Buck Institute professor highlights functional studies of senolytic compound with hopes for frailty and sarcopenia.
As one of the nine hallmarks of aging, the process of cellular senescence has long been on the radar of those seeking to target aging and the underlying causes of chronic disease. The phenomenon occurs when our cells stop dividing but then fail to die – hanging around in our body and causing all sorts of problems that have been strongly linked to many age-related diseases, including frailty.
Recent news from the Buck Institute heralded the discovery of a potential “new class” of senolytic compound (drugs that target senescent cells and induce apoptosis, the process that causes cells to die). Excitingly, the new compound is being studied for its potential as a treatment for age-related frailty, commonly known as sarcopenia. While exercise has been shown help prevent and reverse sarcopenia, there are limited therapeutic options for its treatment.
Longevity.Technology: In the recent Buck study, the naturally occurring compound 25-hydroxycholesterol (25HC) was shown to reduce senescent cells in both mouse and human cell studies. The compound also drove muscle mass improvements in live mice, leading to hopes that it may hold potential for the treatment of frailty and other age-related diseases. But where does this work go from here? We caught up with the paper’s lead author, Buck professor Simon Melov, to find out.
For the most part, says Melov, senolytics studies have been limited by only focusing on characterising a single cell type. Working in both mouse and human cell cultures, his lab isolated multiple specific cell types from mice and human tissues, made them senescent, and showed that 25HC could kill them selectively.
“We looked at nine different cell types across two different species and we saw the same results,” says Melov, whose team then proceeded to test 25HC in aged mice, where experiments showed improvements in muscle mass.
Functional frailty and sarcopenia studies underway
Melov indicates that there will be much more to come from this work – especially when it comes to demonstrating functional benefits.
“This is the thing people want to see with muscle,” he says. “They don’t only want to see molecular biology and cell biology, they want to see improvements in function as a consequence of getting rid of senescent cells in the target tissue.”
Demonstrating the functional benefit of treatment with 25HC would have real therapeutic implications, particularly for a challenging condition like sarcopenia.
“At this point in time, all you can really do for sarcopenia is exercise,” says Melov. “The numbers often bandied around are that we lose 1% of muscle mass per year after you hit 50, and it’s not very satisfying to know that all we’ve got to cope with this is diet and exercise – we want something more!
“Our preliminary data showed an increase in muscle mass in an extraordinarily short period of time, but we didn’t have true functional characterization as a consequence of the in vivo treatment. So we’re following up on that with much more detailed functional studies.
“True functional characterization in mice is not trivial to do, but we now do it routinely, and we’re pretty good at it. So we’re going to have more to say on that in the coming months.”
From senescent cells to tissues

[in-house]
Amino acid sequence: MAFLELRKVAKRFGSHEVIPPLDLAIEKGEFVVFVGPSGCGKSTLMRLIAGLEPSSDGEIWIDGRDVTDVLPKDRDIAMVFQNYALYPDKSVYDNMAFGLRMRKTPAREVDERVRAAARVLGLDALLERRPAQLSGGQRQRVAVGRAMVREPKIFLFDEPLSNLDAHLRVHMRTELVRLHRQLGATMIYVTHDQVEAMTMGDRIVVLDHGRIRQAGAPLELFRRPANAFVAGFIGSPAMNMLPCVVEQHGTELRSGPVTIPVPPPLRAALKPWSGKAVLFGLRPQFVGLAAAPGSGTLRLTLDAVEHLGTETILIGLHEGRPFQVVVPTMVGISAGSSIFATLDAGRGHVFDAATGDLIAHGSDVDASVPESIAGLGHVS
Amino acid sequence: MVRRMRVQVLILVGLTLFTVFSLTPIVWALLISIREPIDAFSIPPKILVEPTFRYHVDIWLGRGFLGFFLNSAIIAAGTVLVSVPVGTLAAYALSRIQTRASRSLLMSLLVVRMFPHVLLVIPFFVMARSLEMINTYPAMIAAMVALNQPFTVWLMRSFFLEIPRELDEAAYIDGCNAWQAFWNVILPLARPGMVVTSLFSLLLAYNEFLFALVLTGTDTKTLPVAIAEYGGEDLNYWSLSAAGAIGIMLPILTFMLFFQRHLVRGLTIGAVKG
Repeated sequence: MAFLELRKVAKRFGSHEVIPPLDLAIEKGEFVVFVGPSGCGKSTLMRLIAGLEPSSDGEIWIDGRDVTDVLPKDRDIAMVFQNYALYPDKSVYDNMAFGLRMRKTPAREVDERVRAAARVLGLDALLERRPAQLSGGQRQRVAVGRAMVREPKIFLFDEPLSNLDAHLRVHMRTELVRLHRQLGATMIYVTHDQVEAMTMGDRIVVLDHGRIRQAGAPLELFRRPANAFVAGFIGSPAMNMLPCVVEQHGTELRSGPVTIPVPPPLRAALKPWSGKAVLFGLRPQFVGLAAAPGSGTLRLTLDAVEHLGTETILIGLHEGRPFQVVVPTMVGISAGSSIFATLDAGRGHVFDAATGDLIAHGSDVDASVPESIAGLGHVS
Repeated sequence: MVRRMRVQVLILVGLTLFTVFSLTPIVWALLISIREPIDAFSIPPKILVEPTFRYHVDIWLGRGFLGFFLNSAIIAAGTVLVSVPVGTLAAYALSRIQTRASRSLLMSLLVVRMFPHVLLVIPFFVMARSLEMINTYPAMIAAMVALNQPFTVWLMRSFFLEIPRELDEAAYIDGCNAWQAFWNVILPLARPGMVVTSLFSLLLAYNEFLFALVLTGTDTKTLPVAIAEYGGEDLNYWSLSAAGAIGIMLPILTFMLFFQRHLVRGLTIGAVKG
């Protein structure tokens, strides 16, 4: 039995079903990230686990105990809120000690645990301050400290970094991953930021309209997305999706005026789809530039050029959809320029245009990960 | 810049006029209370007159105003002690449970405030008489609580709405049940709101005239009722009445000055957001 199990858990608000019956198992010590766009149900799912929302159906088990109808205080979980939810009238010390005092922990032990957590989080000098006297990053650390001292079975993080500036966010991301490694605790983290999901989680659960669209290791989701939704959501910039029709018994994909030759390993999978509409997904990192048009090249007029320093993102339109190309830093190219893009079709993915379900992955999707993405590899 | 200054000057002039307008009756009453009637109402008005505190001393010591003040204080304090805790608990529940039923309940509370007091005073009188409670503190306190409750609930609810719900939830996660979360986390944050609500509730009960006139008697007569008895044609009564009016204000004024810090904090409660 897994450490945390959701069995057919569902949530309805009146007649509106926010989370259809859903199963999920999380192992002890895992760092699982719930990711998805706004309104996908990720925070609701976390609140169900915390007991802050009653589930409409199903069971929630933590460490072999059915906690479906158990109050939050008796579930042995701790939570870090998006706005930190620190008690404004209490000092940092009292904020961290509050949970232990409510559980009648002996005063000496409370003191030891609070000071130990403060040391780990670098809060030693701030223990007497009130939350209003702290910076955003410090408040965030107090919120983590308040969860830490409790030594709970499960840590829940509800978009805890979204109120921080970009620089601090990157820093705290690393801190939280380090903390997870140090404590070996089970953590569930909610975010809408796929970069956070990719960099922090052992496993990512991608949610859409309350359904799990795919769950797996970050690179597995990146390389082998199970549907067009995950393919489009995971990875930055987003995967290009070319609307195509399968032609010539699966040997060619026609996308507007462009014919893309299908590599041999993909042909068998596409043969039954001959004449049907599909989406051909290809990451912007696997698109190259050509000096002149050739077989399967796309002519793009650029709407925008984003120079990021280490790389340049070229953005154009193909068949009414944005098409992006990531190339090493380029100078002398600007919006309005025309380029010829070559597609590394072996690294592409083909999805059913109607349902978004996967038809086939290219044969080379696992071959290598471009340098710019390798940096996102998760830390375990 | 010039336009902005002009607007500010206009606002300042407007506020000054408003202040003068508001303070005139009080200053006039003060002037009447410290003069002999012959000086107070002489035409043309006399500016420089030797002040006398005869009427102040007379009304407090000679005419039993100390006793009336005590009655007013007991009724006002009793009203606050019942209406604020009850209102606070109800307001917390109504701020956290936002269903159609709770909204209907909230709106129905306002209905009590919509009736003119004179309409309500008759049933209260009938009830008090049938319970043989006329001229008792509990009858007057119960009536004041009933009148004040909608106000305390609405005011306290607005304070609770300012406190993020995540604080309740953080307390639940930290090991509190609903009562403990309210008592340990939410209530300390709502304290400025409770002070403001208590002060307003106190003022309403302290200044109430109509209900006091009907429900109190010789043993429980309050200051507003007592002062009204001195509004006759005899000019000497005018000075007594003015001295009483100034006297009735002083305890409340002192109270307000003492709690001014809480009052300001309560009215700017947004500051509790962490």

One of the issues with the study of senescence to date, says Melov, is that much of the work over the years has only been done in cell culture.
“I would say there is still comparatively little concrete data in tissues. There has been some animal model data published over the last few years implicating senescence in different age-related conditions but showing that clinically has been a bit of a challenge.”
Looking at the action of 25HC is part of a “pretty large initiative” at the Buck seeking to determine if senescence plays a role in age-relate muscle loss. Melov feels that skeletal muscle is a somewhat neglected area when looking at the role of senescence in age-related atrophy.
“There are many tissues that decline in function as we get older, and skeletal muscle constitutes about 40% of your body mass but it’s been not looked at very closely from the perspective of senescence,” he says. “There are a handful of papers in the literature talking about senescence and skeletal muscle, but they’re not deep dives into it and there isn’t a particularly compelling link with senescence.”
A new class of senolytic?
Using a single cell profiling approach to identify novel targets and compounds that might mitigate the adverse outcomes of senescent cells, Melov’s lab also looked at those targets in the context of different cell types within muscle, including muscle stem cells.
“Interestingly, these cells are the origin of multiple different cell types, including cells involved in bone and fat, for example,” he says. “We found that this cell type seems to be affected by the phenomenon of cellular senescence. And I think this is a pretty good foundation to build upon for additional research – looking at the role of senescence in mediating functional decline in muscle with age.”
Melov’s lab found that 25HC doesn’t share any common molecular motifs with other senolytics, making it a brand-new class of potential interventions. The naturally occurring compound disrupts cellular senescence in a protein called CRYAB, which is implicated in myopathies, diseases that affect muscles that control voluntary movement in the body.
“CRYAB has not been implicated before in this overall process,” says Melov. “It’s a little bit mysterious, why CRYAB is implicated in the role of senescence. That’s something we’re trying to mechanistically focus on now – to understand the reasons for why this may become a focal point in that area.”